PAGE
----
Welcome to the 30th anniversary of Marketing Mistakes and Successes with this 11th edition. Who would have thought that interest in mistakes would be so enduring? Many of you are past users, a few even for decades. I hope you will find this new edition a worthy successor to earlier editions. I think this may even be my best book. The new Google and Starbucks cases should arouse keen student interest, and may even inspire another generation of entrepreneurs. A fair number of the older cases have faced significant changes in the last few years, for better or for worse, and these we have captured to add to learning insights.
After so many years of investigating mistakes, and more recently successes also, it might seem a challenge to keep these new editions fresh and interesting. The joy of the chase has made this an intriguing endeavor through the decades. Still, it is always difficult to abandon interesting cases that have stimulated student discussions and provoked useful insights, but newer case possibilities are ever contesting for inclusion. Examples of good and bad handling of problems and opportunities are forever emerging. But sometimes we bring back an oldie, and with updating, gain a new perspective.
For new users, I hope the book will meet your full expectations and be an effective instructional tool. Although case books abound, you and your students may find this somewhat unique and very readable, a book that can help transform dry and rather remote concepts into practical reality, and lead to lively class discussions, and even debates. In the gentle environment of the classroom, students can hone their analytical skills and also their persuasive skills—not selling products but selling their ideas—and defend them against critical scrutiny. This is great practice for the arena of business to come.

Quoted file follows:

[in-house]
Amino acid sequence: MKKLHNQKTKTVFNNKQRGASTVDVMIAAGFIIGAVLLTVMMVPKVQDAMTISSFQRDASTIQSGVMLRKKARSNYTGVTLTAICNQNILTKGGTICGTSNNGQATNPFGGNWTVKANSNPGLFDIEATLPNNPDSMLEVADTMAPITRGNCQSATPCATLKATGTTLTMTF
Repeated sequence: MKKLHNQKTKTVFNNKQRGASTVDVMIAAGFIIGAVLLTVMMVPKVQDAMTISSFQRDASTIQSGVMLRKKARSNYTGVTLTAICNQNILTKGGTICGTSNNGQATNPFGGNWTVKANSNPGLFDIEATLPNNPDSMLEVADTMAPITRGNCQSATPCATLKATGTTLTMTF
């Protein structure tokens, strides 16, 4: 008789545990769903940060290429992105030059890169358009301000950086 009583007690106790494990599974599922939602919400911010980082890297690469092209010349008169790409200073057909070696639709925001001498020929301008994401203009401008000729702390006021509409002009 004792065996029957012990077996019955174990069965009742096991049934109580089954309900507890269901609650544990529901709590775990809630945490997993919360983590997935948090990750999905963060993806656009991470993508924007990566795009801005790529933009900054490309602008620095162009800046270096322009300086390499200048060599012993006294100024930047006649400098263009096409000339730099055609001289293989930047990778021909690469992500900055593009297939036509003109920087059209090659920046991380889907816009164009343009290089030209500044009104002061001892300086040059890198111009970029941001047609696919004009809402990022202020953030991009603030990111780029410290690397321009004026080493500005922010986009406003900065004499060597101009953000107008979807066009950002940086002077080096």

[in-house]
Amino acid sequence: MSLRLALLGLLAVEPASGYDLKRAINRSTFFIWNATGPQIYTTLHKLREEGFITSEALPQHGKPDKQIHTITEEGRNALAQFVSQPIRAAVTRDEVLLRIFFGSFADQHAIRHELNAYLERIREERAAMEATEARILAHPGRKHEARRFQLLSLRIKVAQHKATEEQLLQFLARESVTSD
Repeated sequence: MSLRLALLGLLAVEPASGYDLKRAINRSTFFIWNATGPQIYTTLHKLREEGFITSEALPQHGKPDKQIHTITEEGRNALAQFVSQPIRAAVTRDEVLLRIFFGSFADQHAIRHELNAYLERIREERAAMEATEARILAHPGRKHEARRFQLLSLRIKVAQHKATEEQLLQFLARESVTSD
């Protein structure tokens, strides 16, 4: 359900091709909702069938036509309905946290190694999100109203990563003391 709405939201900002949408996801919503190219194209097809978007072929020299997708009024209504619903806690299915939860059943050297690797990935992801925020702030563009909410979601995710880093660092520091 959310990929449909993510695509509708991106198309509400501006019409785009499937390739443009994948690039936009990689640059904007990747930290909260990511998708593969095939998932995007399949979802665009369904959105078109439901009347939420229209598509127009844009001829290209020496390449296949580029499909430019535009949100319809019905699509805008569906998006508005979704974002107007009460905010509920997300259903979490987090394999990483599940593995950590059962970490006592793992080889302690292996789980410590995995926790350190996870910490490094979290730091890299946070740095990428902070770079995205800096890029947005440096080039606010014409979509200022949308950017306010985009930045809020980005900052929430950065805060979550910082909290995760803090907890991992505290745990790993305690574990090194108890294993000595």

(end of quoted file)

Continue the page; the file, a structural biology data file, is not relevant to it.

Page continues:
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New to This Edition
In contrast to the early editions, which examined only notable mistakes, and based on your favorable comments about recent editions, I have again included some well-known successes. While mistakes provide valuable learning insights, we can also learn from successes and find nuggets by comparing the unsuccessful with the successful. With the addition of Google and Starbucks, we have moved Entrepreneurial Adventures up to the front of the book. We have continued Marketing Wars, which many of you recommended, and reinstated Comebacks of firms . Preface ising from adversity. I have also brought back Ethical Mistakes, because I believe that organizations more than ever need to be responsive to society’s best interests. Altogether, this 11th edition brings seven new cases to replace seven that were deleted from the previous edition. Some of the cases are so current we continued updating until the manuscript left for the production process. We have tried to keep all cases as current as possible by using Postscripts, Later Developments, and Updates. A number of you have asked that I identify which cases would be appropriate for the traditional overage of topics as organized in typical marketing texts. With most cases it is not possible to truly compartmentalize the mistake or success to merely one topic. The patterns of success or failure tend to be more pervasive. Still, I think you will find the following classification of cases by subject matter to be helpful. I thank those of you who made this and other suggestions.